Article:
Friday, August 26, 2016

Mental Culture


Mental CultureMind is the most powerful weapon (that is how Americans use Mind Culture) in this world.

It can be used for good and bad.
 

In practice it is used as a weapon and psychological warfare in politics and religion.
Secret services (CIA, MI5, FBI, KGB) are examples of the clandestine use of this psychological warfare in the past century.
 

Only in Buddhism or Hindu Culture, it is used for benevolence. 

Christianity (fear of god) and Muslim (coercion to inculcate fear and conversion) religions use this fear psychosis for expansion of their control.
 

One need not fear but develop the mental culture of Metta from an early age.
 
But what is promoted is Hate Culture.
 

The tolerance vanishes with this psychosis.
 

One should have the freedom not to be indoctrinated by any pseudo-religion.

Metta Meditation is something that everybody (it takes the fear psychosis out of your mind) can practice.
I prefer the Moment Meditation.

 
There is a caveat here.
One should not practice these mental techniques in old age without a suitable meditation master.
One might end up psychologically deranged or broken down. I have seen several in my life.
 

Ajan Chach (in the past) and Ajan Brakmavaso (current) are good exponents (guides).

Ajan Brakmavanso to his credit has many simple books in English. His talent is that he can put very difficult context in very simple words using a simile. There is nobody to match him currently.
Meditation culture needs hard and strenuous practice.
 

One cannot master this in a weekend course.
 

If somebody is doing academic work “Vissusdhi Magga” is a colossal text. That is the only book I do not possess. 
One need only one or most two to three techniques depending on the personality.
 

For me “Dhamma-Pada”, the small volume with 400 odd verses is adequate as an introduction. Even from that I do use not more than 10 verses for insight.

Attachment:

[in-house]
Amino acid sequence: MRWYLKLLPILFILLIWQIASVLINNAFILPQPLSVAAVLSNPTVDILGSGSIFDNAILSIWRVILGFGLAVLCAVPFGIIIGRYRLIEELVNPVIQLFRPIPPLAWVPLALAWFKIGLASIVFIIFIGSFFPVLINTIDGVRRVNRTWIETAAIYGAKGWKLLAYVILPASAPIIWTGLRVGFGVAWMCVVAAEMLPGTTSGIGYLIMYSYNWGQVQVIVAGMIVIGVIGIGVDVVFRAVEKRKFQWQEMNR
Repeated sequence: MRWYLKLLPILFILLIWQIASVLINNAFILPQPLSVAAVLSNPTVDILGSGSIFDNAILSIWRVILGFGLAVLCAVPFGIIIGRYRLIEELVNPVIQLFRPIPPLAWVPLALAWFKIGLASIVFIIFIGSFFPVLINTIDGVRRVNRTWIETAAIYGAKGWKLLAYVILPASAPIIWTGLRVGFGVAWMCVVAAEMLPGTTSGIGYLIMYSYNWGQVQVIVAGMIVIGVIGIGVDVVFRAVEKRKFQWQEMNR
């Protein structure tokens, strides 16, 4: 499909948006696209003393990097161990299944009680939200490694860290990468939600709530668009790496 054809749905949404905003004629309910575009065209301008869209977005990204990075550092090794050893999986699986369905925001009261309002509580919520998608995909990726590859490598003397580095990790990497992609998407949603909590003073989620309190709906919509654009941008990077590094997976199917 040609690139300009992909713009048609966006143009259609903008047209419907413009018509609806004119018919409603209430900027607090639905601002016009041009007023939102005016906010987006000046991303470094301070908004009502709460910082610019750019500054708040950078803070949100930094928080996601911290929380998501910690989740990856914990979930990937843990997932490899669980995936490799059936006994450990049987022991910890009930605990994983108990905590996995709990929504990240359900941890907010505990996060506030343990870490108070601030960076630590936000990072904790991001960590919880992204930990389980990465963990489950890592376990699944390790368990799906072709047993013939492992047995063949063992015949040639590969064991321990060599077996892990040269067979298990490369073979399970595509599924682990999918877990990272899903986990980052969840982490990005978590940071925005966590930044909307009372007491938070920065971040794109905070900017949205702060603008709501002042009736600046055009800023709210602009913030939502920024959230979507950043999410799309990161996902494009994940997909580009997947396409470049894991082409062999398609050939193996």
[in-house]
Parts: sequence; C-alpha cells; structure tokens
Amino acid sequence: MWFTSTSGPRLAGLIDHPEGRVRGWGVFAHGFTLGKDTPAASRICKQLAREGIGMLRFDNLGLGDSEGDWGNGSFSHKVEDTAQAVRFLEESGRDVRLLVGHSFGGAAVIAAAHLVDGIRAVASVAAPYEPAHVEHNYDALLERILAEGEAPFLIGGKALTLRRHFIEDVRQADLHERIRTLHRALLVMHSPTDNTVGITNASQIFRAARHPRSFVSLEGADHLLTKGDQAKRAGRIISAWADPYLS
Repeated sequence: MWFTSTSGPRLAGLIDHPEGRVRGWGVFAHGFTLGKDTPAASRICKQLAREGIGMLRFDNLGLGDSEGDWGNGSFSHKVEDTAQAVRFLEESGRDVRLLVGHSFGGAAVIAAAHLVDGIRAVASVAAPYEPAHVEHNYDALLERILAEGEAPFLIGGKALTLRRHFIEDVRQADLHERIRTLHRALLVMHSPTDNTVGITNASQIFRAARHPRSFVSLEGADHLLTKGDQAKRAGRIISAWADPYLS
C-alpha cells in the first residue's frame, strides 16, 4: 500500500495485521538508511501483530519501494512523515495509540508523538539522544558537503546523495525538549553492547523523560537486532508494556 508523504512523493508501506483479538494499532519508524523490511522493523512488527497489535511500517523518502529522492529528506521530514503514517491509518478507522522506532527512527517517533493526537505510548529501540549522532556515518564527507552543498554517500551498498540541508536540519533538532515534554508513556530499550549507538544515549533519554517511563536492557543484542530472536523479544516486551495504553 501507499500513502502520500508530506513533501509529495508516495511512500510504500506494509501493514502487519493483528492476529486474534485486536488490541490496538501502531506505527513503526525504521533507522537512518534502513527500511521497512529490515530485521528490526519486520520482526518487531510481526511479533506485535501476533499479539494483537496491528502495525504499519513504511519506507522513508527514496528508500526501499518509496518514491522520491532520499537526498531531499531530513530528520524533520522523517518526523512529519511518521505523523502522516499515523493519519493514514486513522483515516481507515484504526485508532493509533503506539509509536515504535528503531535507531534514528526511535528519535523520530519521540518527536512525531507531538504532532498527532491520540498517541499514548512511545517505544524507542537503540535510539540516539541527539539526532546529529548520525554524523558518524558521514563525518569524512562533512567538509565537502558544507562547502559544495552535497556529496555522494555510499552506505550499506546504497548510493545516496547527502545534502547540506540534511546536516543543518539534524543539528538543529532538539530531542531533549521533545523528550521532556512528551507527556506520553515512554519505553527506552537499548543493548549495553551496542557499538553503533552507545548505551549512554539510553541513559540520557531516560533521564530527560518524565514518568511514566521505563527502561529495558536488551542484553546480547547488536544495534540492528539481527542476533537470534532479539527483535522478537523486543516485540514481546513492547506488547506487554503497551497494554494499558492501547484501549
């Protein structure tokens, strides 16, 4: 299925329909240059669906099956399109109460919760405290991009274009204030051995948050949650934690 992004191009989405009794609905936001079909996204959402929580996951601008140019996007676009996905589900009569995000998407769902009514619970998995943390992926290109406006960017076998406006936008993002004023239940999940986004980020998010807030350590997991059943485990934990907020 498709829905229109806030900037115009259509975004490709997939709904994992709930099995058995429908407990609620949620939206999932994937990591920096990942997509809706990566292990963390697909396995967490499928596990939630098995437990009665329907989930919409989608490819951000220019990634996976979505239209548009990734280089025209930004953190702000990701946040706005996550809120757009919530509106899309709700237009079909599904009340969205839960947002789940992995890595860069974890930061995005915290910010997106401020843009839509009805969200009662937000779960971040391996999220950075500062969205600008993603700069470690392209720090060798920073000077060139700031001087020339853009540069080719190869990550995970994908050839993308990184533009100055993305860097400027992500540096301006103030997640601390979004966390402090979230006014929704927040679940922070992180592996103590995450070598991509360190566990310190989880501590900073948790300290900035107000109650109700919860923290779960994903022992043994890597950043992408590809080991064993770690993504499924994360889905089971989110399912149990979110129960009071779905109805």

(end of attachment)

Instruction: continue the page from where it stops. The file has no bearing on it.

The Pali word for "Insight" is “Vipassana”, which is being adopted by Buddhist practitioners of meditation.
I prefer the term “Mindfulness Meditation”.
I go, little further to “Moment Meditation”, which is Mindful presence every wakeful moment of living (except one is in dream state of sleeping).


There are different mental cultures from "Mediums" to "Channels" to "Insight Meditation".
 

Last is the most difficult.
 

There is a lot to pick but one needs a proper Meditation Master to guide one through.

All Americans are not Bad


All Americans are not Bad


This is about Americans.

Not all Americans are bad.

There are lot of good Americans.

What I am against are the American Scientists who conspire for the last 70 years.


It is time I should say good about Americans. 

I have met few of them and there are many like Dr. Steven M. Greer.


Unlike British Americans are fabulously rich and spend time and money to explore the unknown, including UFOs.


Whereas the British will hold onto their prejudices in their entire life.


Even though, yesteryear British scholars had revived and reviewed Buddhist scriptures (Francis Story and Rhys Davies) after the visit of Colonel Henry Steel Olcott to Ceylon, there is none in this country and UK now..